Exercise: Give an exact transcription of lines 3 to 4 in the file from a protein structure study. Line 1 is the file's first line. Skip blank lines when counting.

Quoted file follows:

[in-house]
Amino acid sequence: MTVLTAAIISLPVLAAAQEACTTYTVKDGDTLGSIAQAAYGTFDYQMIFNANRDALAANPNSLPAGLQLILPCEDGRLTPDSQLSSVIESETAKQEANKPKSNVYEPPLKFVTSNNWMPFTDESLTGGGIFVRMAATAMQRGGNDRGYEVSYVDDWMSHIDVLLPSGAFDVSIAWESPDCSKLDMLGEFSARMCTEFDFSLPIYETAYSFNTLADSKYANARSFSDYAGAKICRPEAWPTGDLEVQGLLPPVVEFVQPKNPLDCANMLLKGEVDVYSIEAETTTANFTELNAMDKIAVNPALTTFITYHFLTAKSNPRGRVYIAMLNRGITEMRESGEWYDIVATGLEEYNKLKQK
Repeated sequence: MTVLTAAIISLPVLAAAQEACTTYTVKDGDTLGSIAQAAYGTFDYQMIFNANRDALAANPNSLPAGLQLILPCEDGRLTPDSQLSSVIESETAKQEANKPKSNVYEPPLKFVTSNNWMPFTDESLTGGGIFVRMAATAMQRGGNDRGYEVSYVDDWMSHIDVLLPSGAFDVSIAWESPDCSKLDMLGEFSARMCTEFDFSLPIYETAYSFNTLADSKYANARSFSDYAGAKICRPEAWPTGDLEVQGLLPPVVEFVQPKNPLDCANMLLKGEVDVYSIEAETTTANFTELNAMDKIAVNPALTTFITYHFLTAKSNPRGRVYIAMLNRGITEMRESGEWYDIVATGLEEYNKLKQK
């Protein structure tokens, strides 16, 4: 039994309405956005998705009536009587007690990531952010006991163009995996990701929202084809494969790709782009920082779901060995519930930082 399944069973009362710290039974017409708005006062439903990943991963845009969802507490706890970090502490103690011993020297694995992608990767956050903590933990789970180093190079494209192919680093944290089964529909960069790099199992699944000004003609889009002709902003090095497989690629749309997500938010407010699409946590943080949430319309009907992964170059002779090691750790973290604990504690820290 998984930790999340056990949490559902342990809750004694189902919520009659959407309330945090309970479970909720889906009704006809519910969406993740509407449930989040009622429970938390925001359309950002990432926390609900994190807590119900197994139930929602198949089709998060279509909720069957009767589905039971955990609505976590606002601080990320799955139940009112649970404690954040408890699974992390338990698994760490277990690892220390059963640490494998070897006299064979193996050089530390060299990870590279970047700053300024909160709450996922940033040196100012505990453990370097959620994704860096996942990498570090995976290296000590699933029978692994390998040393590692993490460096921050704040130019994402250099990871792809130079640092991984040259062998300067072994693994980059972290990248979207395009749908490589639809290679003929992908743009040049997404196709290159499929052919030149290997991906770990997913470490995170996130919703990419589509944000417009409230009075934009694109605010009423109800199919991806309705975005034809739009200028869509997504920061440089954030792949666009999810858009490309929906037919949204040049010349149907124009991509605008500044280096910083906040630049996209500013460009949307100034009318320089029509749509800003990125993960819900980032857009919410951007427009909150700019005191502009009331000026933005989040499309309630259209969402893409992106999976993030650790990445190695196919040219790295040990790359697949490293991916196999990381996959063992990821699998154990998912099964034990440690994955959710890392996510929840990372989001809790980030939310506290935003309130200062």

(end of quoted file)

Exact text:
Repeated sequence: MTVLTAAIISLPVLAAAQEACTTYTVKDGDTLGSIAQAAYGTFDYQMIFNANRDALAANPNSLPAGLQLILPCEDGRLTPDSQLSSVIESETAKQEANKPKSNVYEPPLKFVTSNNWMPFTDESLTGGGIFVRMAATAMQRGGNDRGYEVSYVDDWMSHIDVLLPSGAFDVSIAWESPDCSKLDMLGEFSARMCTEFDFSLPIYETAYSFNTLADSKYANARSFSDYAGAKICRPEAWPTGDLEVQGLLPPVVEFVQPKNPLDCANMLLKGEVDVYSIEAETTTANFTELNAMDKIAVNPALTTFITYHFLTAKSNPRGRVYIAMLNRGITEMRESGEWYDIVATGLEEYNKLKQK
């Protein structure tokens, strides 16, 4: 039994309405956005998705009536009587007690990531952010006991163009995996990701929202084809494969790709782009920082779901060995519930930082 399944069973009362710290039974017409708005006062439903990943991963845009969802507490706890970090502490103690011993020297694995992608990767956050903590933990789970180093190079494209192919680093944290089964529909960069790099199992699944000004003609889009002709902003090095497989690629749309997500938010407010699409946590943080949430319309009907992964170059002779090691750790973290604990504690820290 998984930790999340056990949490559902342990809750004694189902919520009659959407309330945090309970479970909720889906009704006809519910969406993740509407449930989040009622429970938390925001359309950002990432926390609900994190807590119900197994139930929602198949089709998060279509909720069957009767589905039971955990609505976590606002601080990320799955139940009112649970404690954040408890699974992390338990698994760490277990690892220390059963640490494998070897006299064979193996050089530390060299990870590279970047700053300024909160709450996922940033040196100012505990453990370097959620994704860096996942990498570090995976290296000590699933029978692994390998040393590692993490460096921050704040130019994402250099990871792809130079640092991984040259062998300067072994693994980059972290990248979207395009749908490589639809290679003929992908743009040049997404196709290159499929052919030149290997991906770990997913470490995170996130919703990419589509944000417009409230009075934009694109605010009423109800199919991806309705975005034809739009200028869509997504920061440089954030792949666009999810858009490309929906037919949204040049010349149907124009991509605008500044280096910083906040630049996209500013460009949307100034009318320089029509749509800003990125993960819900980032857009919410951007427009909150700019005191502009009331000026933005989040499309309630259209969402893409992106999976993030650790990445190695196919040219790295040990790359697949490293991916196999990381996959063992990821699998154990998912099964034990440690994955959710890392996510929840990372989001809790980030939310506290935003309130200062």